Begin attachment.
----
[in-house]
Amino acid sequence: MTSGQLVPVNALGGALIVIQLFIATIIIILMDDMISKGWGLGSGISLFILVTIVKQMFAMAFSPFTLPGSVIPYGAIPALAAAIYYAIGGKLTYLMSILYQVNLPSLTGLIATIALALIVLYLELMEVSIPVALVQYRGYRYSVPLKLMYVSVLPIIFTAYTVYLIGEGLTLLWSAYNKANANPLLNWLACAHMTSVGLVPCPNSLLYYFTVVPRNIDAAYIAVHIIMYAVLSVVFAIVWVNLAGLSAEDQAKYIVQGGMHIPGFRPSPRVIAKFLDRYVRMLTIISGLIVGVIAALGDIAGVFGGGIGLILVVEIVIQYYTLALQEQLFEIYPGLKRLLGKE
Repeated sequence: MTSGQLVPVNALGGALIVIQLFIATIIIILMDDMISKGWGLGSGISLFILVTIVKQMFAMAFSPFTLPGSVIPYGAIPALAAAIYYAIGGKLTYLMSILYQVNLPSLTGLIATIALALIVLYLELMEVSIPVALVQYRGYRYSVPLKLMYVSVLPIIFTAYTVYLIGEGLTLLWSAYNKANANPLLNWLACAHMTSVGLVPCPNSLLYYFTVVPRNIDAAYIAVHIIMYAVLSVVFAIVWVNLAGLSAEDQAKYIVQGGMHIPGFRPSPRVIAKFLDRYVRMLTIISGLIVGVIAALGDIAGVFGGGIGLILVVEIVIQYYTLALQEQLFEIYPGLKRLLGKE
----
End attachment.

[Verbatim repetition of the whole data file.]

[in-house]
Amino acid sequence: MTSGQLVPVNALGGALIVIQLFIATIIIILMDDMISKGWGLGSGISLFILVTIVKQMFAMAFSPFTLPGSVIPYGAIPALAAAIYYAIGGKLTYLMSILYQVNLPSLTGLIATIALALIVLYLELMEVSIPVALVQYRGYRYSVPLKLMYVSVLPIIFTAYTVYLIGEGLTLLWSAYNKANANPLLNWLACAHMTSVGLVPCPNSLLYYFTVVPRNIDAAYIAVHIIMYAVLSVVFAIVWVNLAGLSAEDQAKYIVQGGMHIPGFRPSPRVIAKFLDRYVRMLTIISGLIVGVIAALGDIAGVFGGGIGLILVVEIVIQYYTLALQEQLFEIYPGLKRLLGKE
Repeated sequence: MTSGQLVPVNALGGALIVIQLFIATIIIILMDDMISKGWGLGSGISLFILVTIVKQMFAMAFSPFTLPGSVIPYGAIPALAAAIYYAIGGKLTYLMSILYQVNLPSLTGLIATIALALIVLYLELMEVSIPVALVQYRGYRYSVPLKLMYVSVLPIIFTAYTVYLIGEGLTLLWSAYNKANANPLLNWLACAHMTSVGLVPCPNSLLYYFTVVPRNIDAAYIAVHIIMYAVLSVVFAIVWVNLAGLSAEDQAKYIVQGGMHIPGFRPSPRVIAKFLDRYVRMLTIISGLIVGVIAALGDIAGVFGGGIGLILVVEIVIQYYTLALQEQLFEIYPGLKRLLGKE